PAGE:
So Moses set out with his assistant Joshua, and Moses went up into the mountain of God. To the elders he had said,

Wait here for us, until we come to you again; for Aaron and Hur are with you; whoever has a dispute may go to them.

Then Moses went up on the mountain, and the cloud covered the mountain. The glory of the LORD settled on Mount Sinai, and the cloud covered it for six days; on the seventh day he called to Moses out of the cloud. Now the appearance of the glory of the LORD was like a devouring fire on the top of the mountain in the sight of the people of Israel. Moses entered the cloud, and went up on the mountain. Moses was on the mountain for forty days and forty nights.

THEN THIS PSALM

Psalm 2 (New Revised Standard Version):

Why do the the nations conspire,

and the peoples plot in vain?

The kings of the earth set themselves,

and the rulers take counsel together,

against the LORD and his anointed, saying,

Let us burst their bonds asunder,

and cast their cords from us.

He who sits in the heavens laughs;

the LORD has them in derision.

Then he will speak to them in his wrath,

and terrify them in his fury, saying,

I have set my king on Zion, my holy hill.

I will tell of the decree of the LORD:

He said to me,

You are my son;

today I have begotten you.

Ask of me, and I will make the nations your heritage,

and the ends of the earth your possession.

You shall break them with a rod of iron,

and dash them in pieces like a potter’s vessel.

Now therefore, O kings, be wise;

be warned, O rulers of the earth.

Serve the LORD with fear,

with trembling kiss his feet,

or he will be angry, and you will perish in the way;

for his wrath is quickly kindled.

Happy are all who take refuge in him.

OR THIS PSALM

Psalm 99 (New Revised Standard Version):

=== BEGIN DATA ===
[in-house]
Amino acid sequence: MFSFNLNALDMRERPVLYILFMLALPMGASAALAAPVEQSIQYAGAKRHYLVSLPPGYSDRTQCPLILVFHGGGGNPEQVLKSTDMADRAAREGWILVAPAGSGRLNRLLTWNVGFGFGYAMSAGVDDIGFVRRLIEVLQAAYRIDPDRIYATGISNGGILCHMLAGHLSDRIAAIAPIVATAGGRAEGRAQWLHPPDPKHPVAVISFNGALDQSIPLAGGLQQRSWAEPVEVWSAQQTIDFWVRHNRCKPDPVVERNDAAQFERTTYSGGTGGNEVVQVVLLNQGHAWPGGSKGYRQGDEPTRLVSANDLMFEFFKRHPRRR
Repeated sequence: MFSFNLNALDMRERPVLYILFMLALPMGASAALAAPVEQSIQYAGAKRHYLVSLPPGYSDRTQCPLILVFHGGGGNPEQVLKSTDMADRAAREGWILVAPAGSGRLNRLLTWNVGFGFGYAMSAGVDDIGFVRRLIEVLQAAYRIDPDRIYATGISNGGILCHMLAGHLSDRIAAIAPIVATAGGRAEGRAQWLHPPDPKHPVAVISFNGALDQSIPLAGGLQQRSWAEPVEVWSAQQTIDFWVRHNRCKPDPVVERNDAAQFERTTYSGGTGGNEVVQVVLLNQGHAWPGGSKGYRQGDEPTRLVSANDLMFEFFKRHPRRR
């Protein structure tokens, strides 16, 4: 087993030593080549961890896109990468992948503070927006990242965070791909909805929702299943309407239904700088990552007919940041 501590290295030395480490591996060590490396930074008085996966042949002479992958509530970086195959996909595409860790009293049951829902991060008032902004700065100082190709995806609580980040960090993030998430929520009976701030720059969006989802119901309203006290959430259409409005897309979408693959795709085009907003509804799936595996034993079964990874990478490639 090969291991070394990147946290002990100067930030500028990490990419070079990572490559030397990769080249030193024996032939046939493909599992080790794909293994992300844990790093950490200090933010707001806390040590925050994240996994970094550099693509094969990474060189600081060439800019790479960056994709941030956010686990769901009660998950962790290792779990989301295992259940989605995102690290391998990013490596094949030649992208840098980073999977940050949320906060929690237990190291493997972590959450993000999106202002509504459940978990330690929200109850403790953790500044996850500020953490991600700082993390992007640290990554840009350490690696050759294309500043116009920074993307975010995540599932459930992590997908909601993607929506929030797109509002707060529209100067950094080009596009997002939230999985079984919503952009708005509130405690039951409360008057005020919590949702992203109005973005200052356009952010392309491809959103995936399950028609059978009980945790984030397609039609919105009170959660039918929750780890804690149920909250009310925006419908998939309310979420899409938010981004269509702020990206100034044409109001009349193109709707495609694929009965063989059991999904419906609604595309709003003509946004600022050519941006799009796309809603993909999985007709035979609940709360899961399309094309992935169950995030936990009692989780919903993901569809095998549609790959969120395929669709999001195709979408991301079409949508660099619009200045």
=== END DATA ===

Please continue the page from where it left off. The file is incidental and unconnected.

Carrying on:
The LORD is king; let the peoples tremble!

He sits enthroned upon the cherubim; let the earth quake!

The LORD is great in Zion;

he is exalted over all the peoples.

Let them praise your great and awesome name.

Holy is he!

Mighty King, lover of justice,

you have established equity;

you have executed justice

and righteousness in Jacob.

Extol the LORD our God;

worship at his footstool.

Holy is he!

Moses and Aaron were among his priests,

Samuel also was among those who called on his name.

They cried to the LORD, and he answered them.

He spoke to them in the pillar of cloud;

they kept his decrees,

and the statutes that he gave them.

O LORD our God, you answered them;

you were a forgiving God to them,

but an avenger of their wrongdoings.

Extol the LORD our God,

and worship at his holy mountain;

for the LORD our God is holy.

THEN THE EPISTLE READING

2 Peter 1:16-21 (New Revised Standard Version):

We did not follow cleverly devised myths when we made known to you the power and coming of our Lord Jesus Christ, but we had been eyewitnesses of his majesty. For he received honor and glory from God the Father when that voice was conveyed to him by the Majestic Glory, saying,

This is my Son, my Beloved, with whom I am well pleased.

We ourselves heard this voice come from heaven, while we were with him on the holy mountain.

So we have the prophetic message more fully confirmed. You will do well to be attentive to this as to a lamp shining in a dark place, until the day dawns and the morning star rises in your hearts. First of all you must understand this, that no prophecy of scripture is a matter of one’s own interpretation, because no prophecy ever came by human will, but men and women moved by the Holy Spirit spoke from God.